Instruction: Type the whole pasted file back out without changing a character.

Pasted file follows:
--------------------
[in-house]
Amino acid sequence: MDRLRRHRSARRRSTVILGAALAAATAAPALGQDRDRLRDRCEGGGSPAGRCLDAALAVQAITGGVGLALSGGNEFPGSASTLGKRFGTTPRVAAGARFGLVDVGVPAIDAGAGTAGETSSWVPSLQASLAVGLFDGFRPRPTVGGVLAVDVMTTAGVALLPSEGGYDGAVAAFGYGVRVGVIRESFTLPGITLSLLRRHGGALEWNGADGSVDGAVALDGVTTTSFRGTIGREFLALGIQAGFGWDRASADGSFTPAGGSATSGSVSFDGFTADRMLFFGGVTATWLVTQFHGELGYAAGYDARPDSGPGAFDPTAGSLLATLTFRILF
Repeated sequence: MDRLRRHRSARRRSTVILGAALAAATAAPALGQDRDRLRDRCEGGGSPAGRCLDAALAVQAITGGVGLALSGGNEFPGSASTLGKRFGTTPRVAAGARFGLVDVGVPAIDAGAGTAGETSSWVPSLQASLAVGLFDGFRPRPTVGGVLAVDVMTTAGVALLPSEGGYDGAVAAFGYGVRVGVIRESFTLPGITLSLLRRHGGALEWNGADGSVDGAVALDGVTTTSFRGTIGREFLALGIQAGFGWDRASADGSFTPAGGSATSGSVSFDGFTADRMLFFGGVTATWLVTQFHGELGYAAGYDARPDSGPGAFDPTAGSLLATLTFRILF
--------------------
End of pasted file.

[in-house]
Amino acid sequence: MDRLRRHRSARRRSTVILGAALAAATAAPALGQDRDRLRDRCEGGGSPAGRCLDAALAVQAITGGVGLALSGGNEFPGSASTLGKRFGTTPRVAAGARFGLVDVGVPAIDAGAGTAGETSSWVPSLQASLAVGLFDGFRPRPTVGGVLAVDVMTTAGVALLPSEGGYDGAVAAFGYGVRVGVIRESFTLPGITLSLLRRHGGALEWNGADGSVDGAVALDGVTTTSFRGTIGREFLALGIQAGFGWDRASADGSFTPAGGSATSGSVSFDGFTADRMLFFGGVTATWLVTQFHGELGYAAGYDARPDSGPGAFDPTAGSLLATLTFRILF
Repeated sequence: MDRLRRHRSARRRSTVILGAALAAATAAPALGQDRDRLRDRCEGGGSPAGRCLDAALAVQAITGGVGLALSGGNEFPGSASTLGKRFGTTPRVAAGARFGLVDVGVPAIDAGAGTAGETSSWVPSLQASLAVGLFDGFRPRPTVGGVLAVDVMTTAGVALLPSEGGYDGAVAAFGYGVRVGVIRESFTLPGITLSLLRRHGGALEWNGADGSVDGAVALDGVTTTSFRGTIGREFLALGIQAGFGWDRASADGSFTPAGGSATSGSVSFDGFTADRMLFFGGVTATWLVTQFHGELGYAAGYDARPDSGPGAFDPTAGSLLATLTFRILF